Considering we live in a time where we deal with real alleged rapists on YouTube, there isn’t room for creating fake rapists out of thin air. Hell, even if there were room, it’s just not beneficial to anyone.
Josh Blaine, one of the men in the video, who works as an L.A. tour guide claims he was approached by the filmmakers of the “Drunk Girl In Public” “social experiment” video and asked to do a little acting.
“A couple people asked me if I’d be part of their video, if I wouldn’t mind ‘acting out a little skit,'” Blaine told The Huffington Post. “They told me I needed to pretend to pick up this drunk girl and try to take her home, and that it would be really funny.”
Blaine definitely isn’t laughing now: “I’m worried about getting shanked,” he told HuffPo. “Hollywood’s a rough place.” Likely, neither are the other participants in the video — one of whom allegedly told The Smoking Gun that they’d be “taken care of” for their participation in acting like a super creep. At the time, it was allegedly pitched as a little “student film” but now with 9 million views, these guys, if their claims end up true, are definitely in a precarious position.
With definite potential for affecting their livelihood in addition to their personal image and safety, I hate lawsuits and our overly litigious society, but if I were these guys, I’d lawyer up. See the problem is that if the filmmaker Stephen Zhang, 20, actually posted “We went out to Hollywood Blvd to see how guys would treat a young woman out on the streets.” on the video’s Facebook page (page seems to have since been made unavailable), he appears to be making a claim to the footage’s authenticity and not informing people that it is a staged production. Of course, to be fair to Zhang, just because he does not explicitly state that the video is a fake (if indeed Blaine and co. are telling the truth) does not automatically mean he intended for it to be taken as fact. A lot of media outlets treated it as such though in their reporting.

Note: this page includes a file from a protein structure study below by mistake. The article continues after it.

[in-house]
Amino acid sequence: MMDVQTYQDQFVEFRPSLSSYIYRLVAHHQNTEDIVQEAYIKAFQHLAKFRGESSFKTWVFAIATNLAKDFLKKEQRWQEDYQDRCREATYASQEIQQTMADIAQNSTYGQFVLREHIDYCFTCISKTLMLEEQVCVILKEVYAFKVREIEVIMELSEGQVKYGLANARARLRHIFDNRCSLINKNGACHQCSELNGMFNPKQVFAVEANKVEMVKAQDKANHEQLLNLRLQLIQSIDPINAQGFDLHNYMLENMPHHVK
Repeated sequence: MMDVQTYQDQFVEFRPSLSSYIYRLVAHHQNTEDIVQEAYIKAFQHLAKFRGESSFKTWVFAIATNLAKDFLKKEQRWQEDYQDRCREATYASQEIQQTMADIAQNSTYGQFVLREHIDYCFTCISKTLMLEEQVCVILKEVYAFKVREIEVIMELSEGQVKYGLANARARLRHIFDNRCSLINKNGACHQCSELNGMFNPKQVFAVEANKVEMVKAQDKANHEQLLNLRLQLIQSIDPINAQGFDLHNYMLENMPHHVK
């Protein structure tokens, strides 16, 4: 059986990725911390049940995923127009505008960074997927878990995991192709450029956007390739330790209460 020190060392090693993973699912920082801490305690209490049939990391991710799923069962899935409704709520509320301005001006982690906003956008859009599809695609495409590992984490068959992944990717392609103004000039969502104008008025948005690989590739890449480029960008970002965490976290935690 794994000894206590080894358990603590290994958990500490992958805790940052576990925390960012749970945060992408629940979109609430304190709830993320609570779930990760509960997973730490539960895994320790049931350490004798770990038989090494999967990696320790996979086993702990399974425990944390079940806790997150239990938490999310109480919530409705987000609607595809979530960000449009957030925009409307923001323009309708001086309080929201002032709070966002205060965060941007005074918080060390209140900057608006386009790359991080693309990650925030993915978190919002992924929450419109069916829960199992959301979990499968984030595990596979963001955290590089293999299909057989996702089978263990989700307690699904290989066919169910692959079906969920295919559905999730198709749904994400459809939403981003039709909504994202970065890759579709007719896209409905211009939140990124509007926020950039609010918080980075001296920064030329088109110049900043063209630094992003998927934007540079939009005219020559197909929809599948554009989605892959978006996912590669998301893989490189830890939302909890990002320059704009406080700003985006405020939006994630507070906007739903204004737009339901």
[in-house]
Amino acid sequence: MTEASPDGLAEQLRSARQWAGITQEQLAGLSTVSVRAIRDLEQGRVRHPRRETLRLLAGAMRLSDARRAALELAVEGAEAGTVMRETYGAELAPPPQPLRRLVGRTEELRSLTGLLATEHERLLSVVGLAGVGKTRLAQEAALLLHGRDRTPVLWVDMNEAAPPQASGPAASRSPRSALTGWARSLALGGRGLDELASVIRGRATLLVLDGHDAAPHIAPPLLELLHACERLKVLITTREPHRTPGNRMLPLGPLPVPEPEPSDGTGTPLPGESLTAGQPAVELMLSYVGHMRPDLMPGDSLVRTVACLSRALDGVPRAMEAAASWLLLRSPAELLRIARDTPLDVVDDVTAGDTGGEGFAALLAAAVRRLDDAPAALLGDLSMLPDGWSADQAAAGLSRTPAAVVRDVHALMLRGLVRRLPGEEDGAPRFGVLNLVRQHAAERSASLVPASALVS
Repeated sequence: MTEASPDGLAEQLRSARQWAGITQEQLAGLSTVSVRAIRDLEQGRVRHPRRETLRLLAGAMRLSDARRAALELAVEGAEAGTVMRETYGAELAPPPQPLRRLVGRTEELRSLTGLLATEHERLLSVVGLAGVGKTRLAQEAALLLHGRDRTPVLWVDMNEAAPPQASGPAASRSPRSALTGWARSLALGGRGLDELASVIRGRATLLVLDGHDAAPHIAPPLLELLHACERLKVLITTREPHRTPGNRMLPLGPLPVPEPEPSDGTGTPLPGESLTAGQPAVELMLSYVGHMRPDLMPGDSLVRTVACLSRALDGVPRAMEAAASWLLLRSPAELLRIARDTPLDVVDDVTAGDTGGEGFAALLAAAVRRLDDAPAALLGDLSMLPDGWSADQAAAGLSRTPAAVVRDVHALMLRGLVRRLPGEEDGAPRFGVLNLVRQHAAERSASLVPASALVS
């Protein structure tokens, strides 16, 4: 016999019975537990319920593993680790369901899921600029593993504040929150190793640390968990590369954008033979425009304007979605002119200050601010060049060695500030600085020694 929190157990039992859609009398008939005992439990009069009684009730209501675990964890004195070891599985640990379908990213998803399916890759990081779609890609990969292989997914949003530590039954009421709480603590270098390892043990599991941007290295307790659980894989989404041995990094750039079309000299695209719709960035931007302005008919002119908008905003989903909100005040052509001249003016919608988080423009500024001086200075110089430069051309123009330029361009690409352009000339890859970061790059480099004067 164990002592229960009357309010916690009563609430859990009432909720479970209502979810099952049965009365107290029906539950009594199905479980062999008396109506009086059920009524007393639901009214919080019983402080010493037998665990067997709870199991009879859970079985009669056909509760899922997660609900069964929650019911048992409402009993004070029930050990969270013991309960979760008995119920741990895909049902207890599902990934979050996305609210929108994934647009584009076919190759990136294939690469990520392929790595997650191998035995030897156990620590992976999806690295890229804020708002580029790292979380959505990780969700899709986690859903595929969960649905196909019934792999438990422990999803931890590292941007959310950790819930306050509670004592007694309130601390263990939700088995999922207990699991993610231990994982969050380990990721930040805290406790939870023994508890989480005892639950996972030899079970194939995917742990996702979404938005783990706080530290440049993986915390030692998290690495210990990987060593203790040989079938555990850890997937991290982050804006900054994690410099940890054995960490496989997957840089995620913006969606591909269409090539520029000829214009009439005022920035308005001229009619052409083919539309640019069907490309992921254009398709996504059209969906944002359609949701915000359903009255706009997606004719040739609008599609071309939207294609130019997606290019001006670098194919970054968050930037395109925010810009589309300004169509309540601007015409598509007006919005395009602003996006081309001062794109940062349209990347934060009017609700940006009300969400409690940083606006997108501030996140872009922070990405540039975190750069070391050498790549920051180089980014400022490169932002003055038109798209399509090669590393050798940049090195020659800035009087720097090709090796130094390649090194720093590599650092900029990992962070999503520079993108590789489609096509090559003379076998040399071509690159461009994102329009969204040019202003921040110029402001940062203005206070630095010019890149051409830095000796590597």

But there are four or five guys (depending on whether you think that one dude was trying to get in her pants) who are being pretty harshly judged by a lot of people. Fortunately, their boy Jeff was calling “fake” from day one. Even if Zhang or one of his alleged co-conspirators does cop to this being fake though, there are a lot of people who aren’t going to get that message. Would you feel safe taking a “Hollywood tour” from someone who you saw in an online video looking like he tried to coerce a “drunk girl” into going home with him against her will? If this video is indeed as fake as I predicted, the word of the day ought to be “defamation.” At the very least, if this video officially gets admitted to be a fake, I would hope that YouTube would be sensible enough to take whatever monies were generated from this video and donate them all to a women’s abuse shelter. That would be the best thing that could come out of this whole mess.